Maratha annual raids in Bengal have been a subject of many simplified narratives in the media. The political undertones of these stories can be often distracting for those interested in learning these events from a historian’s perspective.

Dr. Kulkarni has thankfully devoted considerable space to describe this chapter in history, covering Raghuji Bhosle and Nanasaheb’s involvement in Bengal, their interactions with Alivardi Khan, Bhaskar Ram’s campaigns, and his assassination by Alivardi Khan.

This period also saw the emergence of European powers as serious players in Indian conflicts. The Anglo-French conflict in India, their involvement in Carnatic, Bengal, and the West Coast, and the story of its key players – Clive, Dupleix, and Bussy has been covered quite well in the book. The coast of Konkan was dominated by Angre Chiefs.

Angre Chiefs have often been termed pirates in the British literature of that era. Dr. Kulkarni delves into the Angres’ association with the Chhatrapati and the legitimacy of their claim to collect toll from the merchant ships on their coast.

The story of Peshwa’s conflict with Tullji Angre and the battle of Vijaydurg and the involvement of the British navy has been narrated in great detail.

The effectiveness of French artillery during the French attack on Gingee was a revelation for Europeans and Indians alike. Maratha armies had relied on guerrilla warfare in their own domain. During Bajirao’s time, they relied largely on mobile cavalry, sacrificing firepower for mobility. Their efforts to establish a modern artillery unit started after Nanasaheb and Bhau witnessed the power of the French cannonade in 1751.

This book provides detailed accounts of the evolution of Maratha artillery – their interest in recruiting Bussy, their recruitment of Muzaffar Khan Gardi and Ibrahim Khan Gardi, and their deployment of artillery at the battle of Udgir. Ibrahim Khan Gardi went on to command the Maratha artillery at Panipat, before dying of wounds received in the battle.

Panipat was the final chapter of Nanasaheb’s saga. The entire Panipat campaign was covered in Dr. Kulkarni’s first book Solstice at Panipat. The last chapters of this book are devoted to Panipat. The author’s deep familiarity with this subject makes this chapter quite a compelling read.

The magnitude of events leading up to Panipat, their political contect, military manoeuvres and logistics challenges of both armies, the sequence of the battle and the bloodbath, Nanasaheb’s desperation to obtain information, and eventually how a broken Nanasaheb coped with the massive loss – all these episodes have vividly described.

Nanasaheb’s health had been deteriorating for some time prior to Panipat. He died six months after the battle at the age of forty. This young Peshwa had consolidated the Maratha empire and managed to keep it unified in a rapidly unraveling world.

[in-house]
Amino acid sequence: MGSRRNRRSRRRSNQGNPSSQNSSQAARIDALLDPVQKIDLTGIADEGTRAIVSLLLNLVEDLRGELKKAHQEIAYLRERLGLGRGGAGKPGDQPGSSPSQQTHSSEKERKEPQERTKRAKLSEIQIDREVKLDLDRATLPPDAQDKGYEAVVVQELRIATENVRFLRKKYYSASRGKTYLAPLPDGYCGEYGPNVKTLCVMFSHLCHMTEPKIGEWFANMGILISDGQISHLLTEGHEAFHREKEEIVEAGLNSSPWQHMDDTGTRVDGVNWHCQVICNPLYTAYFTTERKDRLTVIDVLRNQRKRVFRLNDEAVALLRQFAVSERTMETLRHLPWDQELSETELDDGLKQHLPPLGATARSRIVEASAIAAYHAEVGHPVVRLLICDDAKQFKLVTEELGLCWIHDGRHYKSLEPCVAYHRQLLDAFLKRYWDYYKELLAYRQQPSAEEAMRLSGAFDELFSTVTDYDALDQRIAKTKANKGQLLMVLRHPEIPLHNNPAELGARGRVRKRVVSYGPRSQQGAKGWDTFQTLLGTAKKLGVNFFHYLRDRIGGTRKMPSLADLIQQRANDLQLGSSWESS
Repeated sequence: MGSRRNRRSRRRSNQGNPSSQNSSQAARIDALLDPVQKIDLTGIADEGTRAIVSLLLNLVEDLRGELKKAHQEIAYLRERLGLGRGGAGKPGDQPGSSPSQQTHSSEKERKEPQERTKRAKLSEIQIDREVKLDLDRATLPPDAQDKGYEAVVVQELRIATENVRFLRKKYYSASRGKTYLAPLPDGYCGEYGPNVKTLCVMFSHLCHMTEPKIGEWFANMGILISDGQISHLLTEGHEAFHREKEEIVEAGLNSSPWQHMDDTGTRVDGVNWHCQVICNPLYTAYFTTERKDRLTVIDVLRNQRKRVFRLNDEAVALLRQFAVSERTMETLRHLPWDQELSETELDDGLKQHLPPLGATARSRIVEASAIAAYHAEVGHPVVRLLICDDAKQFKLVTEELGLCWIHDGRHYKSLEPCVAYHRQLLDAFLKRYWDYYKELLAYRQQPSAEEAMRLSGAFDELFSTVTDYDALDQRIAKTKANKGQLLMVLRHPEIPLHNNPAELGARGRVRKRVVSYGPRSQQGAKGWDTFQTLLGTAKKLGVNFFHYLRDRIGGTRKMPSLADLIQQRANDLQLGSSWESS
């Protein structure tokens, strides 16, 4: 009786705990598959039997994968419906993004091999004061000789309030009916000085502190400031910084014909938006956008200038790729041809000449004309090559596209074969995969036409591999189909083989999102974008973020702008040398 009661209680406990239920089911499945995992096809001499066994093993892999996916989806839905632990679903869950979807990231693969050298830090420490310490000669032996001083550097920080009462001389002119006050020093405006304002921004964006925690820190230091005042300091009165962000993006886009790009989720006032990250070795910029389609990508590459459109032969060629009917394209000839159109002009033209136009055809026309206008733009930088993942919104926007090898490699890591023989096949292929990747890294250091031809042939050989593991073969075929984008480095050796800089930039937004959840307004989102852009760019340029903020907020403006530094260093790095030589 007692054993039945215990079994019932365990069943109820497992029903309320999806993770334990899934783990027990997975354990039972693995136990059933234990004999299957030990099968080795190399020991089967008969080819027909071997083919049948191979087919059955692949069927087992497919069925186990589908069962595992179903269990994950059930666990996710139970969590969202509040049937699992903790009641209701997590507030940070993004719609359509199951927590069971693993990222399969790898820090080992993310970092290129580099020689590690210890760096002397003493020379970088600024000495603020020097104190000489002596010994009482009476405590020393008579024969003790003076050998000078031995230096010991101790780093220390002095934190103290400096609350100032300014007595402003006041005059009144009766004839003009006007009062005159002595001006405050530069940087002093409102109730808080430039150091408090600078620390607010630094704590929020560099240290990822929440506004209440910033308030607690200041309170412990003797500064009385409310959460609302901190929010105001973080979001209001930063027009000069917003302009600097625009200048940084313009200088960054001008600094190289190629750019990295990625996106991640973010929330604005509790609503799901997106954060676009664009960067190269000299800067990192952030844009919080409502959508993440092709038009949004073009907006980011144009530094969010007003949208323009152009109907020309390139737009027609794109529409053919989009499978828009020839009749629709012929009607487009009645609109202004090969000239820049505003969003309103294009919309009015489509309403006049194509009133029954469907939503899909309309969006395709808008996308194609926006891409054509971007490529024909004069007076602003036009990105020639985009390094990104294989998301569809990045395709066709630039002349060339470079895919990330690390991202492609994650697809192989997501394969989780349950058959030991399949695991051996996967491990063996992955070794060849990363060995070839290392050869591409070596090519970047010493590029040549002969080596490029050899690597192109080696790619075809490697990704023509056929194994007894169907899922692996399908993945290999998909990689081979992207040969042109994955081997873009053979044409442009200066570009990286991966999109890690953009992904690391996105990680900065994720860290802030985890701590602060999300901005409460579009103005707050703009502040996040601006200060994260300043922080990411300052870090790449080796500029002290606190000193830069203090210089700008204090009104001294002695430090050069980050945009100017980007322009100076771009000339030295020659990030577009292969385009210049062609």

The expansion of the Maratha empire under his watch was nothing short of astounding, and his unfinished plans went far beyond what was accomplished. A fair amount of emphasis is given to that unfinished business – acquiring Surat, capturing Janjira, Nanasaheb’s efforts to unify the seats of Satara and Kolhapur and his ambitions towards Deccan and Bengal.

A more visible legacy of that period can be seen in religious centers across India. Amidst practicalities of diplomacy, war, and political alliances in a multipolar world, a religious undercurrent always existed in Maratha’s aspirations.

Many important Hindu places of worship in North and Central India, which were demolished by Islamic rulers in prior centuries, were rebuilt after Maratha conquests. The Mahakal Temple at Ujjain was rebuilt by Marathas in 1734 after their conquest of Malwa. Kashi held an important place in the Maratha esteem.

Some of the major ghats in Kashi were built by the Marathas during this time. The book covers Nanasaheb’s unsuccessful efforts to rebuild the Kashi Vishwanath temple. Nanasaheb opened the pilgrimage routes in central India and also forced changes in certain discriminatory octroi collection practices from the Mughal era.

The Tryambakeshwar temple was demolished and converted into a mosque by Aurangzeb in the prior century. Nanasaheb’s successful maneuvers to bring Nashik into the Maratha fold and rebuilding of the temple have been described quite well in the book.

Events in Malwa and Bundelkhand have been addressed mostly in transient passages, usually in the context of events elsewhere. The establishment of Maratha bases in these provinces is a significant episode and could have been covered in greater detail in the book. Regardless, The Extraordinary Epoch of Nanasaheb Peshwa is one of the most comprehensive books on the history of this period from Maratha’s perspective.

The 500 pages of this book are packed with a massive amount of details, which makes it an intensive read. The diversity of characters and the pace of events makes this an incredibly complex story. There are many dots to connect and Dr. Kulkarni has attempted to structure the book in such a way that doesn’t disrupt the flow of the narrative.

In style, subject matter, and coverage of primary sources this book is a throwback to the era of Jadunath Sarkar, G.S.Sardesai, R.C.Majumdar, S.N. Sen, and Raghubir Sinh in Indian historiography. Dr. Kulkarni is remarkably restrained in using adjectives and in providing opinions, remaining faithfully confined to the role of the Waqianawis, the title given to the narrator of this book. His narrative rarely ventures far from the facts corroborated by primary sources.

The book is loaded with entries from contemporary accounts and letters from Maratha, Mughal, French, and British sources. Original text from primary sources has been frequently embedded in the main narrative. These frequent snippets can be somewhat distracting for some readers, but they provide a lot of peripheral details and valuable context for events.

The Extraordinary Epoch of Nanasaheb Peshwa is a well-told story of a very important period in Indian history that has not been adequately covered in our historiography so far. The book deserves a respectable spot in the bookcases of history enthusiasts.

The Extraordinary Epoch of Nanasaheb Peshwa is available on Amazon.